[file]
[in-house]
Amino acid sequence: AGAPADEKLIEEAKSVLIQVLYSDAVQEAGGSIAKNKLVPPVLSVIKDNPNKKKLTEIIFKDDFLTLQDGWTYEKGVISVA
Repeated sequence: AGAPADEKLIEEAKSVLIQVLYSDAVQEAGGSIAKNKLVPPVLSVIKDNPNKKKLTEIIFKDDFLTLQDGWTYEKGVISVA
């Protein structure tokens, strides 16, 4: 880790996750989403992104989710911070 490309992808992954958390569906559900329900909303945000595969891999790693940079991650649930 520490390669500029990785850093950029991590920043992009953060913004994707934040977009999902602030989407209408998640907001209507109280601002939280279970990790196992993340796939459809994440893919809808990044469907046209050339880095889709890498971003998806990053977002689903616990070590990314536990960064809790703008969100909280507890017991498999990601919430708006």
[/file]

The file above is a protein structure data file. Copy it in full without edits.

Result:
[in-house]
Amino acid sequence: AGAPADEKLIEEAKSVLIQVLYSDAVQEAGGSIAKNKLVPPVLSVIKDNPNKKKLTEIIFKDDFLTLQDGWTYEKGVISVA
Repeated sequence: AGAPADEKLIEEAKSVLIQVLYSDAVQEAGGSIAKNKLVPPVLSVIKDNPNKKKLTEIIFKDDFLTLQDGWTYEKGVISVA
């Protein structure tokens, strides 16, 4: 880790996750989403992104989710911070 490309992808992954958390569906559900329900909303945000595969891999790693940079991650649930 520490390669500029990785850093950029991590920043992009953060913004994707934040977009999902602030989407209408998640907001209507109280601002939280279970990790196992993340796939459809994440893919809808990044469907046209050339880095889709890498971003998806990053977002689903616990070590990314536990960064809790703008969100909280507890017991498999990601919430708006």